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[BBC] 【整理】BBC 2010-04-22

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BBC News with Michael Powles

Officials in charge of European airspace say air traffic across the continent should be back to almost 100% on Thursday. Airlines are continuing to restart services after almost a week of unprecedented paralysis caused by atmospheric ash from a volcanic eruption in Iceland. Dominic Hughes has more.

Restrictions on flying remain in place only the most northern parts of Europe. Finland in particular still seems to be affected by the cloud of volcanic ash, but further south planes have been flying again in and out of Europe's busiest airports, London's Heathrow, Paris's Charles de Gaulle and Frankfurt. Eurocontrol, the air traffic control agency based in Brussels, says of around 28,000 scheduled flights around 21,000 will go ahead, but such as the chaos caused by the long shutdown of European airspace that it will take weeks before services are running normally again.

The French government has announced plans to introduce a bill next month to ban the wearing of the full-face Islamic veil in public, a move expected to affect about 2,000 women. President Nicolas Sarkozy has said that such garments oppressed women and were not welcomed in France. The National Federation of Muslims of France said the planned legislation would transgress personal liberty. But a government's own legal adviser said the law could well be overturned in French or European courts.

The White House has welcomed an announcement from the American car company General Motors that it's repaid all of its government loans of 8.4 billion dollars as a bright spot on the road to economic recovery. GM collapsed a year ago, filed for bankruptcy and was kept afloat by the government. Russell Padmore reports.


The Chief Executive Ed Whitacre said repaying all the outstanding loans years ahead of schedule is a sign that the plan for building a new GM is working. He also claimed it’s
a real possibility the company will sell shares on the market by the end of the year. That would mean the Canadian and US taxpayers getting a return on the 50 billion dollars spent bailing the firm out. The US government owns nearly 61% of GM while the Canadian government controls a stake of about 12%. Another big US carmaker Chrysler now run by Italy's Fiat Group said it will break even this year.

A team of German researchers says pledges made at the Copenhagen Climate Summit to contain greenhouse gas emissions are unlikely to help tackle the problem. The team concluded that many countries were pledging slower rates of carbon cuts than they had already been achieving. Our environment correspondent Richard Black has the details.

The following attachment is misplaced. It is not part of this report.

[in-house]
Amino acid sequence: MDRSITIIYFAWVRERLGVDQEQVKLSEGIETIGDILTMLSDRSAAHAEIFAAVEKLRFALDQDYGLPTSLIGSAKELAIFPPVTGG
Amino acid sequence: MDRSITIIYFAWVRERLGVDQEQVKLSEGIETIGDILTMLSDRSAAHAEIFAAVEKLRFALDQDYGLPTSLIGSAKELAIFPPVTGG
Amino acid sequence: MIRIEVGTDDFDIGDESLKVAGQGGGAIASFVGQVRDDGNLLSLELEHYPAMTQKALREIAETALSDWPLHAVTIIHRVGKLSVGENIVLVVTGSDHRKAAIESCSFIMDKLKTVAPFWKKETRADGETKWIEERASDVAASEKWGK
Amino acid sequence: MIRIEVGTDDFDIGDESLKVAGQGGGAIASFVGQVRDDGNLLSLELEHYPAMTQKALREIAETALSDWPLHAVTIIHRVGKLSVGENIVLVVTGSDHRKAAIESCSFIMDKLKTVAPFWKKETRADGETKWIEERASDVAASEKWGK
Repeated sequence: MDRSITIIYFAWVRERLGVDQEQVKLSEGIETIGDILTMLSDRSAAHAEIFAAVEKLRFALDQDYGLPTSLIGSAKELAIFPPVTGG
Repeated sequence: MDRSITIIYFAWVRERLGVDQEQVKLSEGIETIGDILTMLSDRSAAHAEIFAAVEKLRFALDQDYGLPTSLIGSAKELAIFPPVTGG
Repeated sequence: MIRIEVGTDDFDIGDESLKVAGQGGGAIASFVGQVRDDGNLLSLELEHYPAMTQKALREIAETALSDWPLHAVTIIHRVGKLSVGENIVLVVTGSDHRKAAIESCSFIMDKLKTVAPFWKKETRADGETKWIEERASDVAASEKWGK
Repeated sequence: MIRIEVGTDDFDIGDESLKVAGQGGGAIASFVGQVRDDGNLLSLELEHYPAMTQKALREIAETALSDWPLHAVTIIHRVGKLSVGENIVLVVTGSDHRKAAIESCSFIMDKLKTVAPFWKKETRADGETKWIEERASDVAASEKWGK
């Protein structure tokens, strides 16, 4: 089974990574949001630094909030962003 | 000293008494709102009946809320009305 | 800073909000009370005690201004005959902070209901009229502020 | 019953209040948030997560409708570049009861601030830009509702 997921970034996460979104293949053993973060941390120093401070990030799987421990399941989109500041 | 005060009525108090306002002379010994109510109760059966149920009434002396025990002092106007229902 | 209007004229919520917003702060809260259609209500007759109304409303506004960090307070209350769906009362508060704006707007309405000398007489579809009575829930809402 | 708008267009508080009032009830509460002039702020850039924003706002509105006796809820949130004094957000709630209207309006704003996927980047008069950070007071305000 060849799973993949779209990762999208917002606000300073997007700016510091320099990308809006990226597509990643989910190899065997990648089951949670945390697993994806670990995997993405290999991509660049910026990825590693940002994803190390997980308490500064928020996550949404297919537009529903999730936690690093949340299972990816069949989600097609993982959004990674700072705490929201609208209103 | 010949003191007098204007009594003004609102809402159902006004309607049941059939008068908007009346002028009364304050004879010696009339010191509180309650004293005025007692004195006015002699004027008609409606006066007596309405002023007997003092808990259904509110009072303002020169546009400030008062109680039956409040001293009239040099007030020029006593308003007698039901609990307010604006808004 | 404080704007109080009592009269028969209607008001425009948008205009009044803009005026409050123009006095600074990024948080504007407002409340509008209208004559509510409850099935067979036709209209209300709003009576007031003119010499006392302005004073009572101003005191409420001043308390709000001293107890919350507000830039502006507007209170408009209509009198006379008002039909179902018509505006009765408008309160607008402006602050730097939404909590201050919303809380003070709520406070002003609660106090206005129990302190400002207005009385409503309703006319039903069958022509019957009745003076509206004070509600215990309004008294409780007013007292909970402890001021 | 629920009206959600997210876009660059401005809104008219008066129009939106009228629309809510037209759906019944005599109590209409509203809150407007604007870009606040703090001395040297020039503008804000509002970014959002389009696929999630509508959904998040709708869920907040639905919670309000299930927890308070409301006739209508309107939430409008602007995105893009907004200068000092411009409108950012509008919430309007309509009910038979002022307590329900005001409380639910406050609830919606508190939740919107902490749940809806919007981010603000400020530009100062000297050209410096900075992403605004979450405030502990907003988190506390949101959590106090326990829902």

Analysts at the Potsdam Institute for Climate Impacts Research have been through the various pledges made at the summit and conclude that they'll probably set the world on a cost to at least three C
elsius of warming by the end of this century. That's likely to mean fall in crop yields virtually everywhere in the world, hundreds of millions more people struggling for access to water and serious damage to most coral reefs.

World News from the BBC

The Israeli military has deported a Palestinian man from the West Bank to Gaza, the first such case since it introduced controversial new system that critics say could see thousands expelled from the territory. The man was deported after being released from an Israeli jail. Rights groups say the new system gives the military the power to designate thousands of Palestinians as infiltrators.

The American space agency NASA has been showing the first spectacular images of the sun gathered by the new probe it launched in February. Officials in charge of the Solar Dynamics Observatory or SDO said the probe was sending back the most detailed images of the sun's surface ever seen. These included a video of a flare erupting on the sun's surface. One of the scientists involved Dean Pesnell said the observatory would increase knowledge about how the sun affects life on earth.


"SDO is the first mission in the Living with a Star Program. It's designed to study the sun and how the sun affects us here on the earth. Most of these effects come from the magnetic field of the sun and we are gonna see today that magnetic field is never the same twice. It's always changing."

Rescuers in the southern United States are searching for a dozen workers missing after an explosion and fire at
an American offshore oil rig. The accident on a semi-submersible drilling platform, about 65 kilometres off the coast of Louisiana, also left at least seven people injured. An investigation is underway.

The President of the International Olympic Committee Jacques Rogge has led tributes to his predecessor Juan Antonio Samaranch who has died at the age of 89. Mr Rogge described him as the architect of a strong and unified Olympic Movement. Mr Samaranch transformed the Olympic Movement from the bankruptcy through lucrative sponsorship deals, reforms which some critics said ran counter to Olympic ideals.

And that's the BBC News.
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